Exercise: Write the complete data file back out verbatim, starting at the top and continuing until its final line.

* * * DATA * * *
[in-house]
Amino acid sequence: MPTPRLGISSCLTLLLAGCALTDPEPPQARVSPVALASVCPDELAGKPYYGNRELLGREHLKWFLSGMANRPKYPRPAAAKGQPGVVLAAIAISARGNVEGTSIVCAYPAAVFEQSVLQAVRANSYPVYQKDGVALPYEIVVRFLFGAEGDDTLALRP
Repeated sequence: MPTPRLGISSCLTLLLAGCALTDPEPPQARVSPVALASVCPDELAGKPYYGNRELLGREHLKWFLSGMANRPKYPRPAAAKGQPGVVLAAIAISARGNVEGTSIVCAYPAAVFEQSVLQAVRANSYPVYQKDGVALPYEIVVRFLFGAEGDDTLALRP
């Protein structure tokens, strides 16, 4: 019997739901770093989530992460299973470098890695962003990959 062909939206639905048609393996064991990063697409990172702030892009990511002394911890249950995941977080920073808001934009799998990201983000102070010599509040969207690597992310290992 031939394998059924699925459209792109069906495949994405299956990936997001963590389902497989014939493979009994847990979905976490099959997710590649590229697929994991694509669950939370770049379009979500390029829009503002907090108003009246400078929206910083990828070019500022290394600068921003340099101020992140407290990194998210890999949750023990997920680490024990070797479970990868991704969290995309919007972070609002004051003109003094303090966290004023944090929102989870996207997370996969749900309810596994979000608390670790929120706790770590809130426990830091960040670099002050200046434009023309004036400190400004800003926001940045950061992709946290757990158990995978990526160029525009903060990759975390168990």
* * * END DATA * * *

[in-house]
Amino acid sequence: MPTPRLGISSCLTLLLAGCALTDPEPPQARVSPVALASVCPDELAGKPYYGNRELLGREHLKWFLSGMANRPKYPRPAAAKGQPGVVLAAIAISARGNVEGTSIVCAYPAAVFEQSVLQAVRANSYPVYQKDGVALPYEIVVRFLFGAEGDDTLALRP
Repeated sequence: MPTPRLGISSCLTLLLAGCALTDPEPPQARVSPVALASVCPDELAGKPYYGNRELLGREHLKWFLSGMANRPKYPRPAAAKGQPGVVLAAIAISARGNVEGTSIVCAYPAAVFEQSVLQAVRANSYPVYQKDGVALPYEIVVRFLFGAEGDDTLALRP
């Protein structure tokens, strides 16, 4: 019997739901770093989530992460299973470098890695962003990959 062909939206639905048609393996064991990063697409990172702030892009990511002394911890249950995941977080920073808001934009799998990201983000102070010599509040969207690597992310290992 031939394998059924699925459209792109069906495949994405299956990936997001963590389902497989014939493979009994847990979905976490099959997710590649590229697929994991694509669950939370770049379009979500390029829009503002907090108003009246400078929206910083990828070019500022290394600068921003340099101020992140407290990194998210890999949750023990997920680490024990070797479970990868991704969290995309919007972070609002004051003109003094303090966290004023944090929102989870996207997370996969749900309810596994979000608390670790929120706790770590809130426990830091960040670099002050200046434009023309004036400190400004800003926001940045950061992709946290757990158990995978990526160029525009903060990759975390168990």